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When it comes to caring, the writing is on the wall

When Ryan from reception bumped his head in the playground at The Gattons county infant school, his classmate Christopher was "caring and kind". The act didn't go unnoticed. Days later, Christopher was called to the front in assembly to hang a leaf detailing his good deed on the thank-you tree.

The school, in Burgess Hill, West Sussex has eight golden rules emblazoned on the wall in the hall. It is a checklist of model behaviour made up of do's and don'ts: do be gentle and kind, look after our school, work hard and listen. And don't hurt anybody, damage things, waste time or interrupt other people.

The rules form the bedrock of the way things are handled at Gattons and they certainly seem to be delivering. OFSTED inspectors found it "a very good school" where good attitudes to learning and behaviour are developed from the earliest stages. Across the school, 97 per cent of lessons were satisfactory or better and 27 per cent judged very good or outstanding.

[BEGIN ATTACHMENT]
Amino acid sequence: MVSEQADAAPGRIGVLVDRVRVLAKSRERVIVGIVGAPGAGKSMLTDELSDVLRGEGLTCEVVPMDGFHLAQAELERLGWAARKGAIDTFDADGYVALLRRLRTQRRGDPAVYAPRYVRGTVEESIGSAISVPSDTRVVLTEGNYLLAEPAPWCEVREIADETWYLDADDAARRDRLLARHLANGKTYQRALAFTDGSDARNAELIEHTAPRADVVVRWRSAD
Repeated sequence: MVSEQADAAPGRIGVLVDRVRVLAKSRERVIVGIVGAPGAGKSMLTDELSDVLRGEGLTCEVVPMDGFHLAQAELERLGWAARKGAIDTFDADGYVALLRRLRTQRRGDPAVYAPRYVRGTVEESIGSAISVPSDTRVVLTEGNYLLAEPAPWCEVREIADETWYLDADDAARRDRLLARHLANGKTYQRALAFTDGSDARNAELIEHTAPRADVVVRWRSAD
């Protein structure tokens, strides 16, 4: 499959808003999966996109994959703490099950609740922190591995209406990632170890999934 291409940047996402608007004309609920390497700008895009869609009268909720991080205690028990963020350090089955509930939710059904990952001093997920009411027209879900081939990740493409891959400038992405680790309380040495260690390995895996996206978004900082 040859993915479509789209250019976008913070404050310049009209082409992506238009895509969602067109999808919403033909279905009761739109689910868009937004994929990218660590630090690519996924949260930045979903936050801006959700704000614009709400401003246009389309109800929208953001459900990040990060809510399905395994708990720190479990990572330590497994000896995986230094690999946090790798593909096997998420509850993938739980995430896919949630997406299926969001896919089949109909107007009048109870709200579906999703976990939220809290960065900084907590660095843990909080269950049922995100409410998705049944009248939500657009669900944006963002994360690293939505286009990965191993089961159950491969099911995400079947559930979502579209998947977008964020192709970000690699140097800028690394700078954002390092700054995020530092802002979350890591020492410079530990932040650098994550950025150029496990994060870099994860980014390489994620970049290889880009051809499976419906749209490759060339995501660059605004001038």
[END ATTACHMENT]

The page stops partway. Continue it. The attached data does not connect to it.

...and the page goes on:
This is not a school in a middle-class enclave. Its 244 pupils come from housing estates, terraced streets and a smattering of executive homes. Twenty-two per cent have free school meals and 27 per cent special educational needs. Fleeting classroom visits by The TES confirm Ofsted's observation that staff have high expectations and pupils respond well to the school's philosophy.

During the visit Year 2 blue class are in a time warp. The day before they had visited a Victorian school and are writing thank-you letters. They sang the national anthem in front of a picture of Queen Victoria, sewed samplers and played with wooden toys.

The reception class is exploring hot and cold, melting butter to make cakes. A parent is talking about snow in Igloo Corner, one of seven helping out on the day of our visit.

Gattons was placed above the national average in English, maths and science and headteacher Sue Davidson, praised by inspectors for strong leadership and clear educational direction, is determined to push things forward.

Ahead of the game, the school has started a literacy hour and will shortly be involved in a local authority numeracy pilot. Ability grouping has been brought in for Year 2 classes in maths and English. "We've got some exceptionally bright children and a number of others who need more support. With this system we can give it to them. It is working," says Mrs Davidson.

Helen Hague

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